Event Title

Manufacture and Importance of the Bow and Arrow as Described by World Chief of the Hidasta

Location

CSU

Student's Major

Anthropology

Student's College

Social and Behavioral Sciences

Mentor's Name

Mike Scullin

Mentor's Department

Anthropology

Mentor's College

Social and Behavioral Sciences

Description

Experimental archeology is a relatively new and exciting branch of anthropology. It has also become a very helpful tool for better understanding primitive technology. If we can understand any aspect of a culture's technology, it brings us closer to understanding the people who used or created it. The acquisition of the bow and arrow was a very important technological step for the Hidatsa people of North Dakota. It had a number of cultural and practical roles. Through a previously unpublished body of anthropological data collected by Gilbert Livingston Wilson in 1911, we are given a chance to learn how the Hidatsa manufactured a number of different bows, and the importance each of these played in Hidatsa culture. Bom in 1849, a man named Wolf Chief became both friend and informant to Wilson, and it is through his recollections of his Hidatsa heritage that we can learn (among many other important things) the role that the bow and arrow played, and how it was made.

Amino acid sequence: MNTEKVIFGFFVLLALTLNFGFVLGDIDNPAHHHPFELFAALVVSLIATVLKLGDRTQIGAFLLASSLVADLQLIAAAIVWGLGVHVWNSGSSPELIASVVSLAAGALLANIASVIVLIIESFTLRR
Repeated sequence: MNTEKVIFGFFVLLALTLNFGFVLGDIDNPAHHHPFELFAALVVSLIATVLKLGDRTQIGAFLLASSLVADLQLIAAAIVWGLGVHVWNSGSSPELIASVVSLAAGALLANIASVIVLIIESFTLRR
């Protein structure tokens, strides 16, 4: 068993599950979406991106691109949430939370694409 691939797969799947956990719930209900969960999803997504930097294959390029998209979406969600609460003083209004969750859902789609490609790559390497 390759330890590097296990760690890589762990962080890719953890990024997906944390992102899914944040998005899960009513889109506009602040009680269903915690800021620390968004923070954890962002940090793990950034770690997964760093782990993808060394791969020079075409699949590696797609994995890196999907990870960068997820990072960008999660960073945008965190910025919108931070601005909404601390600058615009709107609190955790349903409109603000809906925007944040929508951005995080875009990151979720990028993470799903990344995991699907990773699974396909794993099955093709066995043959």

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Manufacture and Importance of the Bow and Arrow as Described by World Chief of the Hidasta

CSU

Experimental archeology is a relatively new and exciting branch of anthropology. It has also become a very helpful tool for better understanding primitive technology. If we can understand any aspect of a culture's technology, it brings us closer to understanding the people who used or created it. The acquisition of the bow and arrow was a very important technological step for the Hidatsa people of North Dakota. It had a number of cultural and practical roles. Through a previously unpublished body of anthropological data collected by Gilbert Livingston Wilson in 1911, we are given a chance to learn how the Hidatsa manufactured a number of different bows, and the importance each of these played in Hidatsa culture. Bom in 1849, a man named Wolf Chief became both friend and informant to Wilson, and it is through his recollections of his Hidatsa heritage that we can learn (among many other important things) the role that the bow and arrow played, and how it was made.